At the same time, Dreamweaver or not, we've really taken out the need to educate the designers on your application models or tags. It's not their responsibility to deal with how the content gets into the page, only how it's presented. Again, the programmer just needs to make sure that their CSS id's and classes are rendered with their content.


Just like we grouped our 'componentized' our page structure, JavaServerFaces offers components that serve the programmer's data models. A <c:forEach> tag with a twenty or so table-related XHTML tags can now be replaced with a single <h:dataTable> tag for rendering collections of data. The best part is that the specification also 'enforces' the use of CSS via various style attributes on the tag, allowing you to delegate the style to a seperate CSS file.

Even though JavaServerFaces comes with a small set of components, I recommend creating new ones or finding new ones where ever possible. These components can be used in place of importing other JSP pages, such as a menu component or an order basket component that programmers can place on their pages. Again, we are isolating the same kind of changes you have gotten from doing JSP includes.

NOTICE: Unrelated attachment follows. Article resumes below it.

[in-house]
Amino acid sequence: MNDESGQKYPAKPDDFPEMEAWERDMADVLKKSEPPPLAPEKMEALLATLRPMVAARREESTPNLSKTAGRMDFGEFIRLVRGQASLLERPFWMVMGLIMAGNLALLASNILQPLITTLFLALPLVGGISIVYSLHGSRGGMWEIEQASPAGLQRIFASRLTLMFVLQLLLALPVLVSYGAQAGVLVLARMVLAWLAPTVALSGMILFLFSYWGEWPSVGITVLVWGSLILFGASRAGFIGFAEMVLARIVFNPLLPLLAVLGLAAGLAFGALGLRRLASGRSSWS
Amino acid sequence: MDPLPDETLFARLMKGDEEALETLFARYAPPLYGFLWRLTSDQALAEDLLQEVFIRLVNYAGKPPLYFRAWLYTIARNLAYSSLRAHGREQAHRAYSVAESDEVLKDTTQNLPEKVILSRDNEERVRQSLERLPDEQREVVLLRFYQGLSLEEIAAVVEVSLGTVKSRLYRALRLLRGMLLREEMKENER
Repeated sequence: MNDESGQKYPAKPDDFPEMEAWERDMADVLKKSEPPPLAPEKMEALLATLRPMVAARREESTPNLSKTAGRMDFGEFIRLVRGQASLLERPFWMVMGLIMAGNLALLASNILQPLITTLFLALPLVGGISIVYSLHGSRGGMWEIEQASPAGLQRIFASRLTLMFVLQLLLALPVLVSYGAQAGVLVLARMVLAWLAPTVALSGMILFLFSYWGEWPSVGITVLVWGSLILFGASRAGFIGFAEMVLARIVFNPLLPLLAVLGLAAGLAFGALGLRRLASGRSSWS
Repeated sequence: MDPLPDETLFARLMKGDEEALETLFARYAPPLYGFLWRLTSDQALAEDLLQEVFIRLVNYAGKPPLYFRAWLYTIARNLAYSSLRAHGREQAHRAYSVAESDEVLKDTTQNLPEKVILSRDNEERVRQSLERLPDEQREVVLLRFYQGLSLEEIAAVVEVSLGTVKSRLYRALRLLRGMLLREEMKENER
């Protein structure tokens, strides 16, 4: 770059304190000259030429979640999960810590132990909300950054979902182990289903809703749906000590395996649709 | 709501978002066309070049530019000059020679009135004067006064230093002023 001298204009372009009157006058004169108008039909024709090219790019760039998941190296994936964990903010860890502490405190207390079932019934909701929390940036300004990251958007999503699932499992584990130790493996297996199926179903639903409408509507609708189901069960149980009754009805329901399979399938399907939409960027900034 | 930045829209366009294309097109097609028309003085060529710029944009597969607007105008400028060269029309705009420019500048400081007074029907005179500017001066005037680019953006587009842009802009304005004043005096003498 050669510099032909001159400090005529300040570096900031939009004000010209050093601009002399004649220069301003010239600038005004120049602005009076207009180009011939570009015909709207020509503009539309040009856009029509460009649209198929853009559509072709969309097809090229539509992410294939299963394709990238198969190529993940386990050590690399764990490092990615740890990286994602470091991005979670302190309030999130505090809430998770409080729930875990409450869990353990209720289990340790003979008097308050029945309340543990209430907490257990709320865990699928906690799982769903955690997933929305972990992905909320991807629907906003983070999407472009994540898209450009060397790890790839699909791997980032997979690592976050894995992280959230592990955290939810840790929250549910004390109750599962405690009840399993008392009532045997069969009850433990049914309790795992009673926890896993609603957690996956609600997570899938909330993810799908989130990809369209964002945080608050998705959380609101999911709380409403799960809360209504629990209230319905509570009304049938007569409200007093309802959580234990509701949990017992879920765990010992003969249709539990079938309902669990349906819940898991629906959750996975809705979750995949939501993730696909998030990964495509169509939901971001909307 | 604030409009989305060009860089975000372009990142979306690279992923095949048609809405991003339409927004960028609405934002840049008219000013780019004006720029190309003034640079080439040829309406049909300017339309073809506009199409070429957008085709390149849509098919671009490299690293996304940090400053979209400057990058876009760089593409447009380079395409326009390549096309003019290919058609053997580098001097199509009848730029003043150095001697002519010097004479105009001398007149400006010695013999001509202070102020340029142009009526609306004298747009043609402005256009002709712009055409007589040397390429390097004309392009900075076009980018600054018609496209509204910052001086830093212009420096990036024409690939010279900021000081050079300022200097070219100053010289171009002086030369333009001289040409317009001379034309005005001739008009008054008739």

The basic idea is that you want to stay away from "respecifying" data structures within the page. Behavior such as sorting, filtering, and pagination can be isolated within a custom component and dropped into a page with a single JSP tag.

In reference to the tools of the trade section above, Sun has a great product out called Java Studio Creator for working with JavaServerFaces. Not only do you have drag and drop capabilities for rapid application development, but all styles and presentation are specified via CSS, allowing you to easily use a web designer's external style sheet. Awesome stuff.

Summary of Benefits

Since we've been able to clearly define our structual page "framework" in XHTML elements, lets talk about some of the develpment benefits.

  • Development is now asynchronous between the designer and the programmer. As long as the programmer sticks to the agreed upon structure, the designer is free to modify the look and feel of the site at any time without touching the programmer's work.